Friday, December 16, 2011

Bales, Et Al Say They're Innocent

WRTV has a story on the arraignment of accused real estate defrauders John Bales and attorneys William Spencer and Paul Page in the federal district court of Northern Indiana in South Bend. Not surprisingly, the attorneys for the three men insist that are totally innocent of the charges.
An Indianapolis real estate broker and two associates accused of defrauding the state and a bank appeared in federal court Thursday.
John M. Bales II, 44, the president of Venture Real Estate Services in Indianapolis, his partner and general counsel William E. Spencer, 44, of Carmel, and Indianapolis developer and attorney Paul J. Page, 47, were each indicted Wednesday with one count of conspiracy to defraud, one count of bank fraud, three counts of mail fraud and eight counts of wire fraud.
Page was also charged with one count of making false statements to influence the actions of a bank insured by the Federal Deposit Insurance Corporation . . .
Bales' attorney adamantly denied the charges.

"There was no hanky-panky. There were no secret straw buyers. This was all above board," said attorney Larry Mackey. "What John Bales is going to do is demonstrate to the trial jury that no crime was committed."

The indictment points to a lease deal in Elkhart for the Department of Child Services where office space was acquired in a building jointly owned by Page and former Marion County Prosecutor Carl Brizzi.

Brizzi has not been charged in connection with the case, but Page's attorney said he believes federal investigators are really interested in zeroing in on Brizzi.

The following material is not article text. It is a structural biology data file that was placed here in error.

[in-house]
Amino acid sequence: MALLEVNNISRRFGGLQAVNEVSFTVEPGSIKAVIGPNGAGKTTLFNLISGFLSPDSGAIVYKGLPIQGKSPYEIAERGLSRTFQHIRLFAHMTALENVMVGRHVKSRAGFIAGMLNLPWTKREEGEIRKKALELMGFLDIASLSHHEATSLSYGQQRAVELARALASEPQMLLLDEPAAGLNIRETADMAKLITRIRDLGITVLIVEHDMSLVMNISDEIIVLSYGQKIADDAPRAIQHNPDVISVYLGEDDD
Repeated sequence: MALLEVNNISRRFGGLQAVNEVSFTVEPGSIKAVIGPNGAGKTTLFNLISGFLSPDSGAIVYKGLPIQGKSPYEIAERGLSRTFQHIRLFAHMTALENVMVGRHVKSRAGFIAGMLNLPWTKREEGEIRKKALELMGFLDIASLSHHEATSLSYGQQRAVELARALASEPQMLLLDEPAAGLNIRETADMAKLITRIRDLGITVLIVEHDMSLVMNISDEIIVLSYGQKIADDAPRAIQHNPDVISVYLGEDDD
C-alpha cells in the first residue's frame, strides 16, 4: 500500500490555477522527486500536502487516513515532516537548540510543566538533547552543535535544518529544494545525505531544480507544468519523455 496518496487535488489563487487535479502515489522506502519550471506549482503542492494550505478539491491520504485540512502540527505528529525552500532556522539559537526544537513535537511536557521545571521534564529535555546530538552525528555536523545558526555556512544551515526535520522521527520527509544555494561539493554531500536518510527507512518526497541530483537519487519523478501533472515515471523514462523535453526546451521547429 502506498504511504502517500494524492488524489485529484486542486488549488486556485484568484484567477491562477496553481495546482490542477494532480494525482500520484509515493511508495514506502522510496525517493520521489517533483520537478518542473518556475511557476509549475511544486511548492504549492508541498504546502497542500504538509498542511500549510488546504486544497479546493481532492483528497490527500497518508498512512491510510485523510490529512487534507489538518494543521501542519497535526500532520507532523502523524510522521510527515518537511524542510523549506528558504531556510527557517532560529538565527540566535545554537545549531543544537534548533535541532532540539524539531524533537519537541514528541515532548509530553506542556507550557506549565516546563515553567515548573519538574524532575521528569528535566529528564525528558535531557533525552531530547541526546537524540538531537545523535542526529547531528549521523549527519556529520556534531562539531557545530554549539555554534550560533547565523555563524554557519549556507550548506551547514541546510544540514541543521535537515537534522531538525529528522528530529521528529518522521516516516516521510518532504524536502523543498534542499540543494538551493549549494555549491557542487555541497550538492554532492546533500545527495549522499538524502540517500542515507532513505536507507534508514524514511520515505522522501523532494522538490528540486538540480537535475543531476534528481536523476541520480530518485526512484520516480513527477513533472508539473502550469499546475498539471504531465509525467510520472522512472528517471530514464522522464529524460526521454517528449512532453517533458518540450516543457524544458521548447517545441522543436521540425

"It appears that he (Page) just got caught in the middle of some battle going on that is not his," said attorney Bob Hammerle. "It is just ghastly that he has to be informed that he's been indicted, a week before Christmas, just ghastly."
You can take what Mackey, the former Oklahoma City bombing prosecutor who would have you believe that there never was a "John Doe #2" who helped Timothy McVeigh carry out that dastardly deed, with a grain of salt. Mackey also defended the Fishers money manager, Keenan Hauke, who state regulators accused of defrauding investors of his hedge fund out of $7 million. At the beginning of the case, Mackey claimed the accusations against his client were made up by a former disgruntled employee of Hauke's who was trying to lure his clients away from him. He later blamed another hedge fund manager for taking his clients' money without Hauke's knowledge and losing it in a Michigan real estate investment. Mackey dumped Hauke after he ran out of money. As we now know, he has pleaded guilty to the charges, and federal prosecutors are seeking a 17-year prison sentence for him.

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